“This is being done by streamlining our shore base operations, utilizing technology and pushing accountability to the lowest appropriate level in the organization.

“We operate 220 vessels across the globe today, and we are the largest global operator. My vision will make us the vessel operator with the highest return on capital. To the extent we achieve that vision and remain the largest operator, all the better. Guiding the company through the recovery in the offshore oil sector remains the near-term priority, and achieving this vision will position Tidewater as the lowest-cost operator of high-specification offshore vessels, and ensure we have the highest return on capital in the industry.”

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As the offshore industry – one particularly prone to cycles of difficulty – recovers from a downturn in shipping and energy, Quintin has developed a solid framework for Tidewater to move forward.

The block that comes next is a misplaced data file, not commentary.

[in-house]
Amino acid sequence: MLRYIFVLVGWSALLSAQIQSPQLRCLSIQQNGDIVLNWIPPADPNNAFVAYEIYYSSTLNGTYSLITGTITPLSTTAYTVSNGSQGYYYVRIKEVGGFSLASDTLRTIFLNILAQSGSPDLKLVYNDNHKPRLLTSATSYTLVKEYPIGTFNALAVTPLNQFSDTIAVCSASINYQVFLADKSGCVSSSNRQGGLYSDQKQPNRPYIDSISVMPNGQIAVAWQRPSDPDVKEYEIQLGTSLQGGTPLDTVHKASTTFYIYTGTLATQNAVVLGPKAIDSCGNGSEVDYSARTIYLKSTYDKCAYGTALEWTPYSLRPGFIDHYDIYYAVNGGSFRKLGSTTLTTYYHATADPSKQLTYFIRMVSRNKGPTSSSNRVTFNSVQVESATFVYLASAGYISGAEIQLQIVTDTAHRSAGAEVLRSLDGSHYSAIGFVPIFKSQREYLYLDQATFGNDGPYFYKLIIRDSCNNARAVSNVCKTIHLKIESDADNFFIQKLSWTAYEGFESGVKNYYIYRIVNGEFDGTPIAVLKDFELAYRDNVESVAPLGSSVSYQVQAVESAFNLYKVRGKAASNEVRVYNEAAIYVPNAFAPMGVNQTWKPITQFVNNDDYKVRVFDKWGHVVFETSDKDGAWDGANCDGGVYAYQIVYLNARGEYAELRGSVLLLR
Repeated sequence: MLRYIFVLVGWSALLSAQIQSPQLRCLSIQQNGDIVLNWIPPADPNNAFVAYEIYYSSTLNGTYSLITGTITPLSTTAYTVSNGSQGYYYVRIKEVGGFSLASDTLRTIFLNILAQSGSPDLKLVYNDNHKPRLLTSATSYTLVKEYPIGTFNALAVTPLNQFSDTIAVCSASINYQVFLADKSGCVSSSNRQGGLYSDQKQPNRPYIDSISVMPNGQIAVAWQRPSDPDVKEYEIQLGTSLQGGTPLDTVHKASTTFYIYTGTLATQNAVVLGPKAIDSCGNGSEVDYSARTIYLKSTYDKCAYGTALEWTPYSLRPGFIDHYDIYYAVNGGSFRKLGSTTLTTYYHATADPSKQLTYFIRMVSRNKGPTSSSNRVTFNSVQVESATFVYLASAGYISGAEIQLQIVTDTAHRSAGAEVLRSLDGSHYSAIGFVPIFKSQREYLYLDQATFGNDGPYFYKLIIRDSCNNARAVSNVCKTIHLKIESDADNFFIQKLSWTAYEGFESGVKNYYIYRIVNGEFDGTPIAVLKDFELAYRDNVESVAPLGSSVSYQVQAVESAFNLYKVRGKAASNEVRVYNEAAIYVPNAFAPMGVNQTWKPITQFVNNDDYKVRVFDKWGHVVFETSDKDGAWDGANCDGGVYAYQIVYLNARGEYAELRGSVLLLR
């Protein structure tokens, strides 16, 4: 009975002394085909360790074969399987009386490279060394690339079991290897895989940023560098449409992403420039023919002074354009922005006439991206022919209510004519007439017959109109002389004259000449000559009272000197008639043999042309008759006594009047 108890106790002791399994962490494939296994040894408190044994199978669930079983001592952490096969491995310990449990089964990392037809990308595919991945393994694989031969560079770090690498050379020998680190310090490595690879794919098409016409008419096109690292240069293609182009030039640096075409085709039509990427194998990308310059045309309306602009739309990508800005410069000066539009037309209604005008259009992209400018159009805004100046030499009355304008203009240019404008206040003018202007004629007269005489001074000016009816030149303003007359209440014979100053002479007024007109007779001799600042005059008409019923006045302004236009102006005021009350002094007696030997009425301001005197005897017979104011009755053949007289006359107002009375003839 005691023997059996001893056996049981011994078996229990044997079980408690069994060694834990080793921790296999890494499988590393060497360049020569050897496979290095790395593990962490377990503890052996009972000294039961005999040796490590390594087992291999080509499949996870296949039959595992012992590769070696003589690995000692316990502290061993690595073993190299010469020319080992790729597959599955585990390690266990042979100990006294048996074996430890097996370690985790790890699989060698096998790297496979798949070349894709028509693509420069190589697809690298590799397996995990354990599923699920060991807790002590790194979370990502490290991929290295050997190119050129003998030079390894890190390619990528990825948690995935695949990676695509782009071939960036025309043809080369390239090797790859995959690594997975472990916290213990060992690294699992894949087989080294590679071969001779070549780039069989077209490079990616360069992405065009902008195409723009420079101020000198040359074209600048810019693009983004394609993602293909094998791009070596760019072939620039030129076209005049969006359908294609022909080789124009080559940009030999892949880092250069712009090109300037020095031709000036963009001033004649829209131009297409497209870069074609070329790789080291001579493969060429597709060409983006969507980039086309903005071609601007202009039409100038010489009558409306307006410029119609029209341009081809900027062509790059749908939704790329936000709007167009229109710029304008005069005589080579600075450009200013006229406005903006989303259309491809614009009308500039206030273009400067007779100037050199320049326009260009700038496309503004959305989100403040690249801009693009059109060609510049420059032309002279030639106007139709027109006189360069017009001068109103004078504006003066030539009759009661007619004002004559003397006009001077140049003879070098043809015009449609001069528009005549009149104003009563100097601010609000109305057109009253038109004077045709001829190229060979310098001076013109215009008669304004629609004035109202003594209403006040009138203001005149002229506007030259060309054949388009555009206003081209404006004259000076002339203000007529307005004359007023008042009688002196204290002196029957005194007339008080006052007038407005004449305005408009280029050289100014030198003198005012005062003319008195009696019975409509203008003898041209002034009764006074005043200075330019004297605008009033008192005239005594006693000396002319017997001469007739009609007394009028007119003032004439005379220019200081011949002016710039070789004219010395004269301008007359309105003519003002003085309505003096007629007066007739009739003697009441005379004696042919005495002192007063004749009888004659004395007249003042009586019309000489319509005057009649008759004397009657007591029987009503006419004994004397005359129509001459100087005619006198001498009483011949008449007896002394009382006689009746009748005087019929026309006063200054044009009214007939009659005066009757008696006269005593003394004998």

Throughout the second half of last year, the company reformed its executive management team, while incorporating new technology to improve Tidewater’s agility and scalability.

One particularly challenging element of the industry slowdown has been a decrease in available talent. Quintin says it’s been difficult to draw new talent into the business, which has led to an excess of talent at the top.

His solution is to build up the next generation of executives, maintaining a consistent leadership into the future.

Part of Tidewater’s efforts in this regard include the support of charities and organizations that help galvanize this younger generation and promote new talent.

This also goes a long way towards Quintin’s efforts to build a strong culture. “We’re only just beginning to recover from a five-year contraction,” he explains, “and to say it’s been tough on employees is an understatement. Keeping people motivated when you can’t provide the cash bonuses that other industries can offer, or trying to motivate them with equity compensation that is a fraction of the value you anticipate it will one day reach, requires choosing your staff well.